Technology and Craft

Technology and Craft

Celebrating its eighth year at Salone del Mobile, Milan, London-based label COS presents the structurally intriguing Conifera. The large-scale, 3D printed installation is made from renewable resources by award-winning architect Arthur Mamou-Mani, who discusses the project and the future of design innovation.

A: Conifera is constructed from 700 interlocking “bio-bricks”. Can you explain more about this renewable material? How is it paving the way for the future of architecture and design?
AMM: The use of bio-material is at the core of this project. We’re using Polyactic acid in different forms, sometimes combined with wood cellulose. This material has a carbon footprint which is 68% less than its petrol-based equivalent. It is compostable and comprised from renewable material, starch, vinegar and glycerin. I’m passionate about pioneering the use of digital fabrication and 3D printing. Exploring such technologies will open a wealth of opportunities for the future of architecture, design and maybe even fashion. I would like to think the houses of the future will be a natural progression from the construction of structures like Conifera.

A: Let’s discuss the digital design process – how was it used in Conifera, and how will these methods transform the way practitioners work?
AMM: As 3D printing continues to evolve towards houses and beyond, it expands the toolbox available to creatives and builders. This installation is a great case study in how the technology is being used and applied, and what the next steps might be. I believe buildings and cities should leave no physical traces. They should be able to grow, adapt and even disappear if necessary.

COS x Mamou-Mani. Photograph by Thomas Lohr, Models Debra Shaw & Kohei.

A: How does this forward-thinking piece interact with its historic location, and how does it take audiences from the manmade through to the natural world?
AMM: The geometry of each “bio-brick” comes from the square motif which is present in the Palazzo Isimbardi, in combination with the 3D printer’s constraints and structural analysis. We wanted to create a sense of poetic “dissolution.” The echoed circular nature of the compostable material creates a journey through the Palazzo, from the courtyard to the garden – going from architecture to nature. Indeed, the name of the artwork, Conifera, references Douglas fir trees – which feature in the bio-plastic bricks – as well as the garden at Palazzo Isimbardi and the wider natural world.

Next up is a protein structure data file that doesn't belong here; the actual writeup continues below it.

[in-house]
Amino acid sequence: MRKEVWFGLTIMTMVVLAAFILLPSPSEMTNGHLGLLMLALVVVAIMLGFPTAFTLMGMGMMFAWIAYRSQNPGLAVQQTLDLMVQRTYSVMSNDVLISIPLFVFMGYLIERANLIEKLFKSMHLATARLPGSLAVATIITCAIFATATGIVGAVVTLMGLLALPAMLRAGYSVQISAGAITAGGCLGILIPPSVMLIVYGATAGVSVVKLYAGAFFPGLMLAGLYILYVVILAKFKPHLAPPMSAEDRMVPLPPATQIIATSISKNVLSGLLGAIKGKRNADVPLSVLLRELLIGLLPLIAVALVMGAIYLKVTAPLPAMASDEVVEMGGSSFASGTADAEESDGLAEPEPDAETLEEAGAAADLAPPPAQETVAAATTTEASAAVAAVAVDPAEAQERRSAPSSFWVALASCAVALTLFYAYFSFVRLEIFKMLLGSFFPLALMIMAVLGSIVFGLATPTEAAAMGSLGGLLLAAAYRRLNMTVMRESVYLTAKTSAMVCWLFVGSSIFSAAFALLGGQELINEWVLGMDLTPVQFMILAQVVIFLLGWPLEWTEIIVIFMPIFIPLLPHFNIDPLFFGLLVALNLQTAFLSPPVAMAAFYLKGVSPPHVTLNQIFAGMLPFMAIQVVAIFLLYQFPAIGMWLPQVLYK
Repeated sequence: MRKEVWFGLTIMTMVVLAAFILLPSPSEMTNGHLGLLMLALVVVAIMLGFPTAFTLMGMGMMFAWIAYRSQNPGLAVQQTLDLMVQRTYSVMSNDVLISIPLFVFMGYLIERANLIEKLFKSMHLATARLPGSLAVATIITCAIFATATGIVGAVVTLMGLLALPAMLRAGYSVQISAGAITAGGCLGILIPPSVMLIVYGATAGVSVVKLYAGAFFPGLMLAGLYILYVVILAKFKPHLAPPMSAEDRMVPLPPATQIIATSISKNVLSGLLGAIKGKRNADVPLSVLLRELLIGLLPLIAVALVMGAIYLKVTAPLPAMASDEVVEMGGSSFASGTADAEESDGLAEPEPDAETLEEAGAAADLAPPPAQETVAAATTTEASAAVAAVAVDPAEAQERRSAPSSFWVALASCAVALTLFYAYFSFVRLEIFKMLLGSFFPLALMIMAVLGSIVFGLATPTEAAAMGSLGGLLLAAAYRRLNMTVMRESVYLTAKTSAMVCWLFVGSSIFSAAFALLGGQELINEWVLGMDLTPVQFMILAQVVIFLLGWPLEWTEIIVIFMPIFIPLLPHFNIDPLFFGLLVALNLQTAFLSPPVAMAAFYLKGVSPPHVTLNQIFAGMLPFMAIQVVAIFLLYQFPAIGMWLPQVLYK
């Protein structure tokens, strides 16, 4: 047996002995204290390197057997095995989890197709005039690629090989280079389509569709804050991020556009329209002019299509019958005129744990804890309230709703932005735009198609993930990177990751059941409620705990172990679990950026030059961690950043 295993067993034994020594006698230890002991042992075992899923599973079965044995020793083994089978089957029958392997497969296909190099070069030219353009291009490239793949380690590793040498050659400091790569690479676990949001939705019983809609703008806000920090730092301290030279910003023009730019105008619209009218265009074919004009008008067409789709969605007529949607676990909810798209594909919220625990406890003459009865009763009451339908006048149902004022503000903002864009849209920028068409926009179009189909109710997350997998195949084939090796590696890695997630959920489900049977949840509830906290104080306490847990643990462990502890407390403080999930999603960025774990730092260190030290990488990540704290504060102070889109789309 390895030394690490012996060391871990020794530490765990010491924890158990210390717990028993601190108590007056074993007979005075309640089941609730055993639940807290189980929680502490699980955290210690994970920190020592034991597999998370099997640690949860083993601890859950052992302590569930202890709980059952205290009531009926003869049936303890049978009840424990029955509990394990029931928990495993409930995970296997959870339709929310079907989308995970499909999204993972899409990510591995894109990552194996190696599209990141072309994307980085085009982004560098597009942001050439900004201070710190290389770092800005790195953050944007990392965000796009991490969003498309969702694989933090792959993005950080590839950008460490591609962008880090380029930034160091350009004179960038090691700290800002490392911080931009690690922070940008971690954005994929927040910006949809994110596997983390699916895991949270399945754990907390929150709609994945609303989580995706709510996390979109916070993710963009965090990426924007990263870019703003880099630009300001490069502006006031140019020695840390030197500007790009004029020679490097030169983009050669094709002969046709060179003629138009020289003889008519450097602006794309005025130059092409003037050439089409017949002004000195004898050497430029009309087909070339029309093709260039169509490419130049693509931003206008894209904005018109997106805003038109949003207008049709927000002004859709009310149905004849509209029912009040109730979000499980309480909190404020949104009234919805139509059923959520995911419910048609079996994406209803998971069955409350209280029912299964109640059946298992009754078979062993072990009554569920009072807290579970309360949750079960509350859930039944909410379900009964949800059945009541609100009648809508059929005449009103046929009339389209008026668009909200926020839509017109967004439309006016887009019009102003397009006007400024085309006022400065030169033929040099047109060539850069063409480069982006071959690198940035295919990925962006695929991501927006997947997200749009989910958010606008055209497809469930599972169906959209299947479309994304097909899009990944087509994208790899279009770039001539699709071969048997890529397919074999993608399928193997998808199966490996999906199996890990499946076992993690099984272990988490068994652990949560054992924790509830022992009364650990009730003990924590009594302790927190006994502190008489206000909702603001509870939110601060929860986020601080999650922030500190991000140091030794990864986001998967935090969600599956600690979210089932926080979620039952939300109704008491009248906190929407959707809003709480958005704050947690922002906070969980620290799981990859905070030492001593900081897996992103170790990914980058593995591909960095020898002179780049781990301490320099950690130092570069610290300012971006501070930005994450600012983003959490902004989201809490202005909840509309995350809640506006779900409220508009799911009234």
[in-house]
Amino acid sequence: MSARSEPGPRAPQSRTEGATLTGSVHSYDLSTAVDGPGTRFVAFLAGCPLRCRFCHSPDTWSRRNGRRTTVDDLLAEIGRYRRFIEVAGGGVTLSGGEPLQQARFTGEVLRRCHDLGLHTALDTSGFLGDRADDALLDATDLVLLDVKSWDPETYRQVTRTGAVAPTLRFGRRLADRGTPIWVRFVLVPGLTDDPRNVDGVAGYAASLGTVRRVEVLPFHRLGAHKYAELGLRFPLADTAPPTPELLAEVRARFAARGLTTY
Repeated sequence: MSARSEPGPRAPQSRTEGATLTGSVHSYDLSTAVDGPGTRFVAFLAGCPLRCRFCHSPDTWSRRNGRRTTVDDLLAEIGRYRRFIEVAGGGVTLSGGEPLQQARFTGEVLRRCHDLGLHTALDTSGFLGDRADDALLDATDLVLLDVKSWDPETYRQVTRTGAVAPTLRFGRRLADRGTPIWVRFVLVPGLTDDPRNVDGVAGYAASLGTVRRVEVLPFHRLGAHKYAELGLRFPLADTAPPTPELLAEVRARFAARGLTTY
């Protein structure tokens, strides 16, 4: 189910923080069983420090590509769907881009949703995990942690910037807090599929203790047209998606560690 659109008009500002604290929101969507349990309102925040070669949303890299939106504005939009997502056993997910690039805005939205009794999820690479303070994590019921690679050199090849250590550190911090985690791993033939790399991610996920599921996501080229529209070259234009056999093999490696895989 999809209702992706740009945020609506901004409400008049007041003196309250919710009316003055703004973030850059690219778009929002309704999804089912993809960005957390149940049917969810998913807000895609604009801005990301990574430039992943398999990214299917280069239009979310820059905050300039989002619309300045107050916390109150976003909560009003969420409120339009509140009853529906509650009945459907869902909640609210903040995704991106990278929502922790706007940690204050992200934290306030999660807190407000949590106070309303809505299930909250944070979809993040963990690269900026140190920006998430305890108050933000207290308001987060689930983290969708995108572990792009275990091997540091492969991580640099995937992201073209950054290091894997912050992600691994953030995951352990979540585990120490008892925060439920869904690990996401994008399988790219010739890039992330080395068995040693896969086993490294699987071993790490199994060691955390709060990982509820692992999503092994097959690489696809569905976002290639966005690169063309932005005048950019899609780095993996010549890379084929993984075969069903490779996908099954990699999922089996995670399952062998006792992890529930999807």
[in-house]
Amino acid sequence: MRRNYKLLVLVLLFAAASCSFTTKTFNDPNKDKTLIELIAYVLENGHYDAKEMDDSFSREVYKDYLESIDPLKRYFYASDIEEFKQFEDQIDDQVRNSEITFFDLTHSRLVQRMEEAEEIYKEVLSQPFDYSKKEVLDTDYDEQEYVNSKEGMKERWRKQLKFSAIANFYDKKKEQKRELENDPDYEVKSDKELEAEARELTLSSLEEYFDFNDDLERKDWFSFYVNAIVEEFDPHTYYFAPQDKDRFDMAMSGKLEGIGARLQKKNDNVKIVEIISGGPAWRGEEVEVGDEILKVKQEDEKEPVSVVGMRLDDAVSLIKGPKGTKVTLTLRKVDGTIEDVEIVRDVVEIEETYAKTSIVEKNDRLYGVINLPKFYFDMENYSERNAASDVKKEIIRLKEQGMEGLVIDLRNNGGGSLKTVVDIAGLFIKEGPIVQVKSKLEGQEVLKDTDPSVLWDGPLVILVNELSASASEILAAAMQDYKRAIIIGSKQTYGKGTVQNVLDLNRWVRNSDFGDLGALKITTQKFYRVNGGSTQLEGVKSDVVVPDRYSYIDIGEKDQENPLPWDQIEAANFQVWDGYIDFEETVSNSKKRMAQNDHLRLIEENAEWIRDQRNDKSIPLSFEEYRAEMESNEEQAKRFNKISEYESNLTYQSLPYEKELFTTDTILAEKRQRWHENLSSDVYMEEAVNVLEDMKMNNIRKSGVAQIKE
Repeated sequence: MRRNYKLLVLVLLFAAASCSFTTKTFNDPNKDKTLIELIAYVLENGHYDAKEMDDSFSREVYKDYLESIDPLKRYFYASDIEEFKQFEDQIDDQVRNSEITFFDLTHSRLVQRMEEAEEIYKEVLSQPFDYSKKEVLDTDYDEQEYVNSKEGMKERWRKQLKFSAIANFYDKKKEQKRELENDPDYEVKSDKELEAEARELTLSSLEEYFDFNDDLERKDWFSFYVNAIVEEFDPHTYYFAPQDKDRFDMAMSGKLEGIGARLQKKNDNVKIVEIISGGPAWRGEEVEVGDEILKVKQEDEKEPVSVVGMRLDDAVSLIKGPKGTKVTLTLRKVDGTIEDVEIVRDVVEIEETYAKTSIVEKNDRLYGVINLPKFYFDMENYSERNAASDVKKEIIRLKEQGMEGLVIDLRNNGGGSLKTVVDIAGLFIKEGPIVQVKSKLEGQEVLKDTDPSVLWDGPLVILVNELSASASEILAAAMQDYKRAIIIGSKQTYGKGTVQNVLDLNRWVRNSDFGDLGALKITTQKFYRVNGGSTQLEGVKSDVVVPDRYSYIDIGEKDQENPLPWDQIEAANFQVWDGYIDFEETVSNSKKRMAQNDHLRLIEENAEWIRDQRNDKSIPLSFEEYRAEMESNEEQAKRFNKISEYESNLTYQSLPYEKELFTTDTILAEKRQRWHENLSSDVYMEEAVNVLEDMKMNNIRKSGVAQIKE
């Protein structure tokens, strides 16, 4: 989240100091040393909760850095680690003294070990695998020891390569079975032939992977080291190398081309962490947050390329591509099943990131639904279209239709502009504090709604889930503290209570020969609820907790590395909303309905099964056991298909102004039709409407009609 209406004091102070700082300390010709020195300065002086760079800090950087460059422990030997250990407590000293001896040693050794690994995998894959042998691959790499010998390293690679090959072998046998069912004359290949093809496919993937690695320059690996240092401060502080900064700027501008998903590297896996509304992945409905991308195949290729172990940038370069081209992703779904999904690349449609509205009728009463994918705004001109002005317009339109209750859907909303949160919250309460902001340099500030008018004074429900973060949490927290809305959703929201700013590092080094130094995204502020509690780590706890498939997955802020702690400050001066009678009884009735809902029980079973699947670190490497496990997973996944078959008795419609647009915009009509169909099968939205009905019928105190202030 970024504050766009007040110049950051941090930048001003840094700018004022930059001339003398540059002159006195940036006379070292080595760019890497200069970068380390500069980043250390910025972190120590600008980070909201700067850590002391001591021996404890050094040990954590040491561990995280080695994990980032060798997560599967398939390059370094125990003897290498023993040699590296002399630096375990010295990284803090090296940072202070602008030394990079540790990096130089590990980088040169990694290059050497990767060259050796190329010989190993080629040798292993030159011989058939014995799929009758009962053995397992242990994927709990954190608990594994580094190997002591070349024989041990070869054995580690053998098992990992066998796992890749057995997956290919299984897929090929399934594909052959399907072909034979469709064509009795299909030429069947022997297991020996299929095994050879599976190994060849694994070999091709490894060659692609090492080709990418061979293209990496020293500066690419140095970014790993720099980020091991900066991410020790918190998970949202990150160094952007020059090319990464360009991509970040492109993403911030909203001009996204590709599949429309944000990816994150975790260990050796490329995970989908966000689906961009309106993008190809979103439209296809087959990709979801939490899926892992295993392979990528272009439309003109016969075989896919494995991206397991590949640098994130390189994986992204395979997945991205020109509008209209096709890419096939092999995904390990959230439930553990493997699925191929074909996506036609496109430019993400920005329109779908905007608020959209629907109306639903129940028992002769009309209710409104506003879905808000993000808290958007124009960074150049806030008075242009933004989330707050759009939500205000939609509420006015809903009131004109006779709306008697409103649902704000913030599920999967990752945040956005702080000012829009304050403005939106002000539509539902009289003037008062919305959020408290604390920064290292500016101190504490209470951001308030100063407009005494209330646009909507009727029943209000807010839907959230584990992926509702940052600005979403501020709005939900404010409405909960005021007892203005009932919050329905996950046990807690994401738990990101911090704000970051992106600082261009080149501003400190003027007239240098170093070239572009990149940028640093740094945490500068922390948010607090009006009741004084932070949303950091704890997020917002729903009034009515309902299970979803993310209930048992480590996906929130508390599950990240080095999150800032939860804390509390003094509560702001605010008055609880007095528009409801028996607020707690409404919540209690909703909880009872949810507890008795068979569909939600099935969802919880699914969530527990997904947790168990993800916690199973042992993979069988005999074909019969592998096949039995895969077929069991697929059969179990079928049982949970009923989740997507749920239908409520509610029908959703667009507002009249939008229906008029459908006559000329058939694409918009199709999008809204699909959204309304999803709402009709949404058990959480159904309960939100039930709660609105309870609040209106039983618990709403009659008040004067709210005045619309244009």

A: What is the significance of this immersive journey?
AMM: Conifera blends the digital with the physical world. It addresses sustainability by using compostable bio-plastic, produced and 3D printed locally. It is a dialogue between technology and craft, between the manmade and the natural and between monumentality and lightness. I hope visitors will appreciate the futuristic, high-tech aspect of the installation but also that it is deeply poetic and human.

A: How does this project tie into COS’ previous installations at Salone del Mobile, and its wider brand ethos?
AMM: COS have a long history of supporting creatives – we are both inspired by working closely alongside designers and creatives from other fields. We feel strongly that to develop and innovate, the sharing of ideas and principles is of great importance.

Salone del Mobile runs until 14 April. Find out more here.

Lead image: COS x Mamou-Mani. Photograph by Thomas Lohr, Models Debra Shaw & Kohei.